The initial climb was quite easy and straight forward, and we reached a tier of the fort wall.  Here we met two boys from Bengaluru who were also there to explore the hill. As we struck a conversation with the boys, I realized that they too were in search of the right path to continue their climb. I volunteered to search the environs for any path that could be walk-able.  Meanwhile I requested the others to rest at a place in shade and went in search of the route. After exploring the surroundings for some time, I zeroed in on the most probable route that could be taken to reach the top. I called the others to join me, along with Shashi and Adhi. Shashi took charge from here leading the way. Seeing the route that was to be taken hereon, the two boys gave up the trek and left the place without informing us! The vegetation was dense with tall grass and thorny shrubs.
Wade Thru the Grass and Thorny Shrubs
The Rock Cut Steps
Kootgal Betta
We continued to crawl under the grass and thorny shrubs and finally reached a point from where we were almost sure about the path further. Shashi did a wonderful job in finding the path and we reached a spot which had big boulders on either side. We sighted much fortification on the left boulder and so decided to explore it. The boulder was very steep with rock cut steps to aid the climb and passing these 15 odd steps was one hell of an experience! We reached the top of the hill which housed a ruined mandapa kind of a structure along with a fresh water pond. The fresh water pond was filled with many beautiful white lilies.  We spent some time enjoying the sight of the water pond and its surroundings. 
Fresh Water Pond
Flying High
Mandapa and Nadadwaja
White Water Lilies
As per an inscription found near Ramanagara (EC Vol 9 Ch 16) dated 1351 CE, Talavadi was ruled by a local Palegara named Bomanna, who was a feudal king under the rule of Bukkanna Vodeyar of Vijayanagara Kingdom. Later Sri Kempe Gowda captured and strengthened this fort, which mostly served as a military outpost during his rule.  Though much of the fortification has been damaged, its remnants give a good picture of what a grand fort it was once. The formation rocks are such that they served as natural defense from the three sides and the fort was only accessible from one side. At a few places, we were able to spot horse shoe marks which are a common sight across forts built by the Kempe Gowda clan.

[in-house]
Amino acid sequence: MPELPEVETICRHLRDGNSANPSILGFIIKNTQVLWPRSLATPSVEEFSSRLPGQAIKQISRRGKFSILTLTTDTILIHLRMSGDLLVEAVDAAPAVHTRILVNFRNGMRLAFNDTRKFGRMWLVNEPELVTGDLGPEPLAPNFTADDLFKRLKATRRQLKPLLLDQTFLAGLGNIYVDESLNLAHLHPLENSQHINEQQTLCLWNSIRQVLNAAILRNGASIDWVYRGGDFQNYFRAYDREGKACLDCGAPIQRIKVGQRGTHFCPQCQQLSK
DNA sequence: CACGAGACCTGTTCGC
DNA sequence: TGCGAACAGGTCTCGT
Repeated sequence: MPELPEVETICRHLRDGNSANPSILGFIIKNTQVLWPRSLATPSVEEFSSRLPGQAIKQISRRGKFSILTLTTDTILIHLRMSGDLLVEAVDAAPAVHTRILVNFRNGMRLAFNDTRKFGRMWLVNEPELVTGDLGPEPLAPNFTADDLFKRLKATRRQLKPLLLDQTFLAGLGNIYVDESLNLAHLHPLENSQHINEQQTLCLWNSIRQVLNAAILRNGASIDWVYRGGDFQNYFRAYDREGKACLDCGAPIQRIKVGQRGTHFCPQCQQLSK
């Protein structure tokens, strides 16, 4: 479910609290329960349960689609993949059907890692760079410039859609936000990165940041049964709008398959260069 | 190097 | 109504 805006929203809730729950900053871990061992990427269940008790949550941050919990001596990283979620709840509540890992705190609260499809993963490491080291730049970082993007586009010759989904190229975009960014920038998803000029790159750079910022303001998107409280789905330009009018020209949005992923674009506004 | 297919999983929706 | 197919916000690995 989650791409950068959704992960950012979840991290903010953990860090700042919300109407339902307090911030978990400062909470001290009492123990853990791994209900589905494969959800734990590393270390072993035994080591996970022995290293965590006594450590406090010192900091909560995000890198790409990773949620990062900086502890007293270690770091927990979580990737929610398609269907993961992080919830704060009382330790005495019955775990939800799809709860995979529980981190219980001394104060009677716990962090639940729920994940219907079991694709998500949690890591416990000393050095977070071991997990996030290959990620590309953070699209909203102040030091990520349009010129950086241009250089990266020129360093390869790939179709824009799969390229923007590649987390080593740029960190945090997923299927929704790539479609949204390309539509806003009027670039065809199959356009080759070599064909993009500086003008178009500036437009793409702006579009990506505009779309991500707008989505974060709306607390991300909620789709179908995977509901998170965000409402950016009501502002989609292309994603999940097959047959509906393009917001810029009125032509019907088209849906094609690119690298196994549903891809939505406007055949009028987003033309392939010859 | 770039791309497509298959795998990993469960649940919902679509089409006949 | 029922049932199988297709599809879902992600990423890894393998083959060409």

Horse Shoe Marks
Cliff Hanging
The descent posed us a challenge where we had to cross the 15 steep steps and we had to literally cliff hang for some time.  The descent across the grass and thorny path too was a bit challenging as we had to overstep and pass through them. Once we were out of this, the descent was easy. As we continued our descent, we spotted something really interesting on the neighbouring hill and decided to check them out on reaching the hill base.
The Dare Devil
Full View of Talavadi Fort
Hunt Begins
 To be continued. ….
  
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Udedurgam Fort, Krishnagiri - History with Mystery